I think that whether a photo of a piece of art in situ, as it were, is not clearly a "copy".I do believe there might be an issue here. You can hang the framed art in your shop waiting for a customer to pickup. But you cannot reproduce the art with out the artist not the art owner but the artists permission. Taking a picture and posting it would be making a copy. I hove noticed on many tv reality shows and newscasts etc, art work is usually fuzzed out. Must be a real reason for that.
This is just sad. The client couldn't have come to you first requesting you to remove it? Come on... What's going on with the world these days?! No one wants to have a "difficult" conversation anymore.Received a letter from attorney asking for thousands of dollars for copyright violation by using an image of his clients work. A picture was taken of the customers artwork to show the type of work we do. Has anyone else experienced this?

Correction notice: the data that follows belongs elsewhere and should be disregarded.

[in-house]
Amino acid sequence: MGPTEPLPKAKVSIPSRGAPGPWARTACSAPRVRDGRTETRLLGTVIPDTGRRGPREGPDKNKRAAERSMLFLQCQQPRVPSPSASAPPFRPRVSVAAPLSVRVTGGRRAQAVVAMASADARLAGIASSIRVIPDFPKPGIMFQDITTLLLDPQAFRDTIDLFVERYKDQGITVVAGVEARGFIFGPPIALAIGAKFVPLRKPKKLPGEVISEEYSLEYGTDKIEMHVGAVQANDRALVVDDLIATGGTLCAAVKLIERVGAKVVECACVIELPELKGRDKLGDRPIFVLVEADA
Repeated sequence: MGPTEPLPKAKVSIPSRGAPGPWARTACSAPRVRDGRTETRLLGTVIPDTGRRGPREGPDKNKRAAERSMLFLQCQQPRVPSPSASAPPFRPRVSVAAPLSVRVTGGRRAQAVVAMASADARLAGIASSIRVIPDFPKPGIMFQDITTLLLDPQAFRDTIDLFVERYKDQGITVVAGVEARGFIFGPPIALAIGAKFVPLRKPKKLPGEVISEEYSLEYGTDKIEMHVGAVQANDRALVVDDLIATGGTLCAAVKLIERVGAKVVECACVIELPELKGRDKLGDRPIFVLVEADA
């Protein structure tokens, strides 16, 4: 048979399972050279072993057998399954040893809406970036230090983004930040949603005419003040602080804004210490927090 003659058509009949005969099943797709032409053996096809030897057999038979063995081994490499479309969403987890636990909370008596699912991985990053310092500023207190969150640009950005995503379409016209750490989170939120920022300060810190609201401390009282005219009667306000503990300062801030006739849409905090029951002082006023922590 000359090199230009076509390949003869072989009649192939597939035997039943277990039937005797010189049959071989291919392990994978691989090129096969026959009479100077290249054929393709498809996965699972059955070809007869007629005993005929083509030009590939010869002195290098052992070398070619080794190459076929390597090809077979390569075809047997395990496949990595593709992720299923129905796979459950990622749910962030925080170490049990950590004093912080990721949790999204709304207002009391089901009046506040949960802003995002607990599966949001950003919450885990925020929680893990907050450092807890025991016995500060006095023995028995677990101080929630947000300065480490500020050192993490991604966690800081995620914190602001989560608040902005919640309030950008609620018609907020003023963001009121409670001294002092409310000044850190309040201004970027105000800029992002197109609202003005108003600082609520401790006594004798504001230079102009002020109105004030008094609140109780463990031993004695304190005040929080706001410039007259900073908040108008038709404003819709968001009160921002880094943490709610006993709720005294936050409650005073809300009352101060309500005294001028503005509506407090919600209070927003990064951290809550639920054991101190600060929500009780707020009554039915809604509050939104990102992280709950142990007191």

Yes, and it will cost you too. We have an attorney in the family, and so it only cost us the amount of the settlement, which was paltry compared with what a lawsuit would have cost. Our problem is that we forgot to add the contact information for the customer's upcoming show. We have a permission form at the shop that we give to customers whose work we would like to feature online. In this case, the art was shown in a newsletter and someone forgot to have the artist sign the form. We sent out a new version advertising the artist's show and paid her a chunk of money after she signed a non-disclosure agreement. Done, and done. We all make mistakes sometimes, and sometimes it takes one to clean up our procedures.Received a letter from attorney asking for thousands of dollars for copyright violation by using an image of his clients work. A picture was taken of the customers artwork to show the type of work we do. Has anyone else experienced this?